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While reading the paper "On Span Programs" by Karchmer and Wigderson (1993) I have come across the following definition: enter image description here

The highlighted part of the definition contains the following elements that I find confusing:

  1. What is the set represented by $[n]$? Is it the set of all of the natural numbers between 1 (or 0) and N?
  2. What does $\epsilon = 0, 1$ mean? Does this mean that $\epsilon$ can be either 0 or 1? If so, shouldn't it be $\epsilon \in \{0,1\}$?
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Yes, for both questions. We have $[n] = \mathbb Z \cap [1,n]$. You’re right that $\epsilon \in \{0,1\}$ is probably better way to write this, but maybe the authors thought it looked clumsy since the notation was already inside a set.

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In this context, $[n] := \{1,2,\dots,n\}$.

Here, $\epsilon = 0, 1$ indicates $\epsilon \in \{0,1\}$, but it's been abbreviated to avoid extra curly braces.

By analogy, $x = \frac{-b \pm \sqrt{b^2-4ac}}{2a}$ indicates $x \in \{\frac{-b + \sqrt{b^2-4ac}}{2a},\frac{-b - \sqrt{b^2-4ac}}{2a}\}$, but it's much neater to write it the first way.

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  • $\begingroup$ I think the best notation would be $x \boldsymbol{\in} \frac{-b \pm \sqrt{b^2 - 4ac}}{2a}$. This emphasizes the set of two values, a frequent point of confusion for students. Ah well, you can't really disagree with established convention. $\endgroup$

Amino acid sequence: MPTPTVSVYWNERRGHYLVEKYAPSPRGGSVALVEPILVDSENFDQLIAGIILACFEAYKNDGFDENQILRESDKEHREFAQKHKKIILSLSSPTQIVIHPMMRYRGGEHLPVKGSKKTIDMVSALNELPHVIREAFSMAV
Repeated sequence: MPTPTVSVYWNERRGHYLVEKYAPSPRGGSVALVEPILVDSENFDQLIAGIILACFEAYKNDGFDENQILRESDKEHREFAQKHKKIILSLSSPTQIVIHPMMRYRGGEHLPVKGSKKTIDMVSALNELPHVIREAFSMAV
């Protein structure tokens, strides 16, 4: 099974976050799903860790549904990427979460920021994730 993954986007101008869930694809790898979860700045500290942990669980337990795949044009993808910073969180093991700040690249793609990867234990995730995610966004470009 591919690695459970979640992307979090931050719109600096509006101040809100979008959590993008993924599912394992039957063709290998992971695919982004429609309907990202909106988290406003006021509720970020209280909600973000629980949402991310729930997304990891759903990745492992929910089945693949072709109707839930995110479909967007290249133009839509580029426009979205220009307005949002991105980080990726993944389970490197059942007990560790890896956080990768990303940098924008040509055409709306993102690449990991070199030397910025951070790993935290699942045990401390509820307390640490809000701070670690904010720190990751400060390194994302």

– 6005
    Feb 11 '18 at 0:09
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There are alternating views as to whether $[n]$ should refer to $\{1,2,3,\dots,n\}$ or whether $[n]$ should refer to $\{0,1,2,\dots,n-1\}$, similarly to how some people prefer that $\Bbb N$ includes zero while others prefer it does not include zero.

In either case, $[n]$ is the prototypical $n$-element set using the first consecutive $n$ natural numbers. In most scenarios it does not even matter which of the two sets are actually being intended since the point is for the set to be a set with $n$ elements and it doesn't actually matter what those $n$ elements really are and there is an obvious bijection between $\{1,2,3,\dots,n\}$ and $\{0,1,2,\dots,n-1\}$.

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  • $\begingroup$ I agree there could be alternating views and there is of course no "objective" answer, but by far the vast majority of texts I have encountered use $[n]=\{1,2,\dots,n\}$ (i.e. not including $0$). Is that different in your experience? $\endgroup$
    – YiFan
    Jan 31 '19 at 9:21

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